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Amber G. Candela and Melissa Boston

In this article we detail a research study using the Instructional Quality Assessment (IQA) Rubrics () as the frame for a professional development with mathematics teachers in grades 3-8. We wanted to create a professional development around a tool that was typically used in research as a way to observe teachers, as a tool to use with teachers on their reflection of instruction. In this study we share both the researchers’ and teachers’ perspectives of affordances and constraints of the professional development and observational rubrics.

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Jared Webb and P. Holt Wilson

ABSTRACT

In this article, we describe rehearsals designed for use in professional development (PD) with secondary mathematics teachers to support them in reimagining and refining their practice. We detail a theoretical framework for learning in PD that informs our rehearsal design. We then share evidence of secondary mathematics teachers’ improvements in classroom practice from a broader study examining their participation in a PD that featured the use of rehearsals and provide examples of the ways two teachers’ rehearsals of the practice of monitoring students’ engagement with mathematics corresponded to changes in their practice. We conclude with a set of considerations and revisions to our design and a discussion of the role of mathematics teacher educators in supporting teachers in expanding their practice toward more ambitious purposes for students’ mathematical learning.

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Corey Webel and Sheunghyun Yeo

In this article, we share results from a field experience model in which junior-year methods classes were held in an elementary school and preservice teachers (PSTs) worked with a single student (a “Math Buddy") on mathematics for 30 minutes per day. We focus on the development of PSTs’ skills for exploring children’s thinking and the structures and tools that we used to support this development. Data sources include screencast recordings of interactions with Math Buddies and written reflections completed by PSTs. Although the responsiveness of interactions varied across individuals and interactions, in general, PSTs showed improvements in exploring children’s thinking. We share implications of these findings for similar field experience models and for practice-based approaches to teacher education generally.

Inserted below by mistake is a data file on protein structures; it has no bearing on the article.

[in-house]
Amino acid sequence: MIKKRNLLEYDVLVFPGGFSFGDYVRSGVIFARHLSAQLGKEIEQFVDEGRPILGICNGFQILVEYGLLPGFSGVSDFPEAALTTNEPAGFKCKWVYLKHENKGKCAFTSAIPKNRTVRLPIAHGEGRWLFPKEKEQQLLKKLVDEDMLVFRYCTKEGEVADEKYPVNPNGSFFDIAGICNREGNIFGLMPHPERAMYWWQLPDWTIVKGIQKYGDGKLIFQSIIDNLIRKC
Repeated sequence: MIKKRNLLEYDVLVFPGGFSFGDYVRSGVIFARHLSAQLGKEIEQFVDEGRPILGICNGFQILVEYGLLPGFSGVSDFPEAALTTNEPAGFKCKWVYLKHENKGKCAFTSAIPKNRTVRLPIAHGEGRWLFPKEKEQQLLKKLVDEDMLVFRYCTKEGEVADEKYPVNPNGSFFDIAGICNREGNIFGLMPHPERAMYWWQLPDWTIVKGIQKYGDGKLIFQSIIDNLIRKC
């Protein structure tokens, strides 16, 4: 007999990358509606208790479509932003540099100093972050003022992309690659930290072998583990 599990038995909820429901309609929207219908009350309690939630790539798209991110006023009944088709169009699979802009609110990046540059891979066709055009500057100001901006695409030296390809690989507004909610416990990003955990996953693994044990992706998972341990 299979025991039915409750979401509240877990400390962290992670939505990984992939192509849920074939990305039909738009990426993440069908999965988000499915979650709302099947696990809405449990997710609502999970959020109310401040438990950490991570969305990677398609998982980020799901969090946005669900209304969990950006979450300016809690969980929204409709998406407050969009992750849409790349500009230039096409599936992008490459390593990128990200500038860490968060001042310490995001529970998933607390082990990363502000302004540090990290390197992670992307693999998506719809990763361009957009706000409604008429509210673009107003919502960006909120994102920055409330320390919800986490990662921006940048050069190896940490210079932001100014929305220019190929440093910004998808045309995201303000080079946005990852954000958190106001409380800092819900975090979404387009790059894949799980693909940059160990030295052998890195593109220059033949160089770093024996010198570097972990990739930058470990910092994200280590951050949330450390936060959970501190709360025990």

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Enrique Ortiz

This article includes an original artwork using geometry. Art such as this can foster understanding and appreciation of fundamental concepts across fields.

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Katherine Baker, Naomi A. Jessup, Victoria R. Jacobs, Susan B. Empson, and Joan Case

Productive struggle is an essential part of mathematics instruction that promotes learning with deep understanding. A video scenario is used to provide a glimpse of productive struggle in action and to showcase its characteristics for both students and teachers. Suggestions for supporting productive struggle are provided.

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Julie M. Amador, David Glassmeyer, and Aaron Brakoniecki

This article provides a framework for integrating professional noticing into teachers' practice as a means to support instructional decisions. An illustrative example is included based on actual use with secondary students.

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Patricia F. Campbell, Masako Nishio, Toni M. Smith, Lawrence M. Clark, Darcy L. Conant, Amber H. Rust, Jill Neumayer DePiper, Toya Jones Frank, Matthew J. Griffin, and Youyoung Choi

This study of early-career teachers identified a significant relationship between upper-elementary teachers' mathematical content knowledge and their students' mathematics achievement, after controlling for student- and teacher-level characteristics. Findings provide evidence of the relevance of teacher knowledge and perceptions for teacher preparation and professional development programs.

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Lauren J. Rapacki and Dionne I. Cross Francis

Share a teacher's ultimately empowering experience of transitioning into an ill-defined, unanticipated leadership position.

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Shiv Karunakaran, Ben Freeburn, Nursen Konuk, and Fran Arbaugh

Preservice mathematics teachers are entrusted with developing their future students' interest in and ability to do mathematics effectively. Various policy documents place an importance on being able to reason about and prove mathematical claims. However, it is not enough for these preservice teachers, and their future students, to have a narrow focus on only one type of proof (demonstration proof), as opposed to other forms of proof, such as generic example proofs or pictorial proofs. This article examines the effectiveness of a course on reasoning and proving on preservice teachers' awareness of and abilities to recognize and construct generic example proofs. The findings support assertions that such a course can and does change preservice teachers' capability with generic example proofs.

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Sheryl L. Stump

Elementary and middle school teachers in a graduate class learned to use the PRIME Leadership Framework to focus on established principles, engaging with their colleagues, and specific tasks and challenges that math coaches face.